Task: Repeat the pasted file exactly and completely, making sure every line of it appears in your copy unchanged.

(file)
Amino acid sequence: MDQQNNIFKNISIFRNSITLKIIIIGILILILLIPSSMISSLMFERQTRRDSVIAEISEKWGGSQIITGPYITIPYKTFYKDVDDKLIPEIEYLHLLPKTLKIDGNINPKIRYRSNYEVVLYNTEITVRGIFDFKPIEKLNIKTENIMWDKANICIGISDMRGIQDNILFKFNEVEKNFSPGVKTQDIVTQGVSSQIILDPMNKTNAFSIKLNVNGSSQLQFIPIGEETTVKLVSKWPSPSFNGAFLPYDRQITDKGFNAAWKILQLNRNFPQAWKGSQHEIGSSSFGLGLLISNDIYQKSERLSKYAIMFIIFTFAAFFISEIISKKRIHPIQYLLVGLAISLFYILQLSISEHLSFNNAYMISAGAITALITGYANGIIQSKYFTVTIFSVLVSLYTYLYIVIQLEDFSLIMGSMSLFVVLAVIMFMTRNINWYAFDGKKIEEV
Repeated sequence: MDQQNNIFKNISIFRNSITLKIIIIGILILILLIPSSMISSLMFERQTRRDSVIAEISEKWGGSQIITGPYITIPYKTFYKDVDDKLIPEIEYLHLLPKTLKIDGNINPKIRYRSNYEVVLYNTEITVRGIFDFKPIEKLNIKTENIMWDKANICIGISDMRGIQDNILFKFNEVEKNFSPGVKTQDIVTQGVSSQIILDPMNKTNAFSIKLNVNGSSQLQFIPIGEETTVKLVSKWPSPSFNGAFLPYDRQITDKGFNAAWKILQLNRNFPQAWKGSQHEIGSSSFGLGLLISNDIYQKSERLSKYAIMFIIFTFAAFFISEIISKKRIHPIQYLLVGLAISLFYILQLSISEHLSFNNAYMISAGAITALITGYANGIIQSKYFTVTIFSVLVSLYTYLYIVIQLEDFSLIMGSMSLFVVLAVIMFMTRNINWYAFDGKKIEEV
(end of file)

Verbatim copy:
Amino acid sequence: MDQQNNIFKNISIFRNSITLKIIIIGILILILLIPSSMISSLMFERQTRRDSVIAEISEKWGGSQIITGPYITIPYKTFYKDVDDKLIPEIEYLHLLPKTLKIDGNINPKIRYRSNYEVVLYNTEITVRGIFDFKPIEKLNIKTENIMWDKANICIGISDMRGIQDNILFKFNEVEKNFSPGVKTQDIVTQGVSSQIILDPMNKTNAFSIKLNVNGSSQLQFIPIGEETTVKLVSKWPSPSFNGAFLPYDRQITDKGFNAAWKILQLNRNFPQAWKGSQHEIGSSSFGLGLLISNDIYQKSERLSKYAIMFIIFTFAAFFISEIISKKRIHPIQYLLVGLAISLFYILQLSISEHLSFNNAYMISAGAITALITGYANGIIQSKYFTVTIFSVLVSLYTYLYIVIQLEDFSLIMGSMSLFVVLAVIMFMTRNINWYAFDGKKIEEV
Repeated sequence: MDQQNNIFKNISIFRNSITLKIIIIGILILILLIPSSMISSLMFERQTRRDSVIAEISEKWGGSQIITGPYITIPYKTFYKDVDDKLIPEIEYLHLLPKTLKIDGNINPKIRYRSNYEVVLYNTEITVRGIFDFKPIEKLNIKTENIMWDKANICIGISDMRGIQDNILFKFNEVEKNFSPGVKTQDIVTQGVSSQIILDPMNKTNAFSIKLNVNGSSQLQFIPIGEETTVKLVSKWPSPSFNGAFLPYDRQITDKGFNAAWKILQLNRNFPQAWKGSQHEIGSSSFGLGLLISNDIYQKSERLSKYAIMFIIFTFAAFFISEIISKKRIHPIQYLLVGLAISLFYILQLSISEHLSFNNAYMISAGAITALITGYANGIIQSKYFTVTIFSVLVSLYTYLYIVIQLEDFSLIMGSMSLFVVLAVIMFMTRNINWYAFDGKKIEEV